Sighing, Snape summoned his favourite black cloak, fingering one of the many buttons along the front. He chose one very near the top at the neck, and quickly severed it. Writing a quick note, Snape sealed the envelope well and sent the bird back out into the early morning, watching it skitter through the air like a demented ferret. Four thirty am. He'd lie back in bed, but he knew it was futile to try sleep anymore.
Three bloody days it had taken Harry to open the security charms on the envelope Snape had sent, and he had been more than a little frustrated. All he got for his troubles was a short note, and a little round black button. The button appeared to be finished in a fine silk, and it had a very small S imprinted on it, in a different shade of black. Harry suddenly recognized it. He read the note carefully, putting the button in the same safe pocket as the two potion vials.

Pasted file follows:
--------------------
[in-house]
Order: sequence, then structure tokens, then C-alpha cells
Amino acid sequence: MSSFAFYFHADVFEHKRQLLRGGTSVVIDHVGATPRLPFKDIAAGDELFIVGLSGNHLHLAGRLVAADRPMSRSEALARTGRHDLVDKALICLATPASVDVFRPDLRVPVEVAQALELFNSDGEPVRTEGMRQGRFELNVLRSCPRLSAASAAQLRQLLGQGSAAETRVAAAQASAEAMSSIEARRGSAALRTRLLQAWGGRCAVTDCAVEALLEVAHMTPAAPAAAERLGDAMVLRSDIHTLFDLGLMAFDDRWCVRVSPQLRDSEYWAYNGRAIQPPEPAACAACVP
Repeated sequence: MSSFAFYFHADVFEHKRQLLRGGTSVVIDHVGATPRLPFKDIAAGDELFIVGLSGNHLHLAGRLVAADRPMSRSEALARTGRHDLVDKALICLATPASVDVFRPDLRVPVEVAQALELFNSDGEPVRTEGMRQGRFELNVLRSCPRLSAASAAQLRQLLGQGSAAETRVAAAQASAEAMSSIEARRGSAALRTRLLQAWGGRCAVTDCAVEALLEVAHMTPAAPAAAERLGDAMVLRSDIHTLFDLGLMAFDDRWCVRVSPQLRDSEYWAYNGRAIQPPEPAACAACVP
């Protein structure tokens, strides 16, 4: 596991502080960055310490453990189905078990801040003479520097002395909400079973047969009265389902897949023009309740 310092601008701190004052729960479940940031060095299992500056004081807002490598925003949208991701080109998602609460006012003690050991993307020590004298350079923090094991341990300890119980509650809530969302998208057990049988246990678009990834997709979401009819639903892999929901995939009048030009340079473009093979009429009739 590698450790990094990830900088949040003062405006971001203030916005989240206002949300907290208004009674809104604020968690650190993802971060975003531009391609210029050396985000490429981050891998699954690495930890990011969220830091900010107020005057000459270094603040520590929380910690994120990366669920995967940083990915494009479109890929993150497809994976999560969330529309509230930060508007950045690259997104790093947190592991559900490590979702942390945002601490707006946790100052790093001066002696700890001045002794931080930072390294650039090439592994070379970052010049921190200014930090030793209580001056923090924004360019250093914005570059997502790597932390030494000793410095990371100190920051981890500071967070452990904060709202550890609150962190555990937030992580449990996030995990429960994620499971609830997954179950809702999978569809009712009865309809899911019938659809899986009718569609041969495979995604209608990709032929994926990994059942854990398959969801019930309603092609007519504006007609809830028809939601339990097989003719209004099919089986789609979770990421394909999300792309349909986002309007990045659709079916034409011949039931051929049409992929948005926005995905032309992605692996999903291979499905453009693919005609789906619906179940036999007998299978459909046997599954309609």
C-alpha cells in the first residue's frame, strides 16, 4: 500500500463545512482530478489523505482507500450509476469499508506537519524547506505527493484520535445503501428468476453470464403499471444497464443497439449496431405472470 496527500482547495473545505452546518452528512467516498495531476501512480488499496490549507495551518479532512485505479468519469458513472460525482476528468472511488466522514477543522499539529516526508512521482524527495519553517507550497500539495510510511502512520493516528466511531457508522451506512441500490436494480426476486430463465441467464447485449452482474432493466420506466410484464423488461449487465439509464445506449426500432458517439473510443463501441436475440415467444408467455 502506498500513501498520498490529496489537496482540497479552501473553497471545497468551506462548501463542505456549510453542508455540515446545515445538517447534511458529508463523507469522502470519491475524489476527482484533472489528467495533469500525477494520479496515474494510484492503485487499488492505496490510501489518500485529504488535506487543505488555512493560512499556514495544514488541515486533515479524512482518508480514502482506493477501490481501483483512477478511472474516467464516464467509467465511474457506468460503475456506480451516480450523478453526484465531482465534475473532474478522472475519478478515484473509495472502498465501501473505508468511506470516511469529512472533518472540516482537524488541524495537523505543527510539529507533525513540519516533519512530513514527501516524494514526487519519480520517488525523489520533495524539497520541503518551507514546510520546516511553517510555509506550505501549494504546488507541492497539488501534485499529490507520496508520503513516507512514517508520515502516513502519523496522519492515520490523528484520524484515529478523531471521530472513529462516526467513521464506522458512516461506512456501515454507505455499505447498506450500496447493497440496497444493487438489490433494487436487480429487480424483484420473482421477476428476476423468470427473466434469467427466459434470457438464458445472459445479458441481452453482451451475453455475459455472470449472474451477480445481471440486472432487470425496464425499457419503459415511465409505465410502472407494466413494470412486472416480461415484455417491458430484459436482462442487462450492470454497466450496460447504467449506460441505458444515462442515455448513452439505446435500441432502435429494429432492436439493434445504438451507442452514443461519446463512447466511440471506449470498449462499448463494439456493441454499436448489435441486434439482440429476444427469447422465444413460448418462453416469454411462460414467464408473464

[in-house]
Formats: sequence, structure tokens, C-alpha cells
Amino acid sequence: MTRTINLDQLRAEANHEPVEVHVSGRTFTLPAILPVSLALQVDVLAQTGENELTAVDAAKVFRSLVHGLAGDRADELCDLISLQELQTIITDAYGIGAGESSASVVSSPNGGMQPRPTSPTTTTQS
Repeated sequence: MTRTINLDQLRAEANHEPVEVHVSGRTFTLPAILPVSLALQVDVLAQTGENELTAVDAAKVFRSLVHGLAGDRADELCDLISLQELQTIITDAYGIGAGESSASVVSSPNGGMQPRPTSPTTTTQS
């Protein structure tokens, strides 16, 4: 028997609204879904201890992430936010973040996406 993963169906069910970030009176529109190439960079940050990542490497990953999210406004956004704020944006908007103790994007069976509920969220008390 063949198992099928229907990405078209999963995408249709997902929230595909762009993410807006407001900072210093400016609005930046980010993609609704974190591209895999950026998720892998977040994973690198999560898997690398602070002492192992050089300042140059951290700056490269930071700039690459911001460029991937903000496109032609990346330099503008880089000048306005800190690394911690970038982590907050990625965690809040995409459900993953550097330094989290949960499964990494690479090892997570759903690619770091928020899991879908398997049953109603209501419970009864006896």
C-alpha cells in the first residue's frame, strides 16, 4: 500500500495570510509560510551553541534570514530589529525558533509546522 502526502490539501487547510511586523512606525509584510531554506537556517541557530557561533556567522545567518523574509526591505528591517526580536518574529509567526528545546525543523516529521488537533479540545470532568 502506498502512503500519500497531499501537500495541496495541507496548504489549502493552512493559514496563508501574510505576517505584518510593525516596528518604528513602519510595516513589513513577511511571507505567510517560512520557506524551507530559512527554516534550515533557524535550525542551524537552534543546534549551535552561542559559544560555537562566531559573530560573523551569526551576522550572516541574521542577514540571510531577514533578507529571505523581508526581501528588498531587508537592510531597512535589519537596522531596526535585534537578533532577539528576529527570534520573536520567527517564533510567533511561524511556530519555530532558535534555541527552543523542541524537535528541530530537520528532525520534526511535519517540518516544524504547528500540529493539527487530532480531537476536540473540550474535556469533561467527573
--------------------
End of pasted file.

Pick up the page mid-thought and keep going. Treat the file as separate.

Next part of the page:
You need to find me when the final curtain is about to close. The fourth act has been badly written as well.
A bad feeling sunk to the bottom of Harry's stomach, one that he could not alleviate in the slightest by a mug of hot tea. Exactly what else had Dumbledore planned for him? If the fourth act was badly written, as Snape said, perhaps it was something Harry didn't want warning about. Harry had the sinking feeling, however, that Snape had been burdened with this end knowledge for a while. Harry sunk into an uneasy rest, contemplating again just how short his life would probably be.
May 2nd, 1998
"I regret it," said Voldemort coldly.
Harry felt the blood pounding through his ears, and as he scrambled to silently get into the room, he felt his heart slow almost to a dead stop.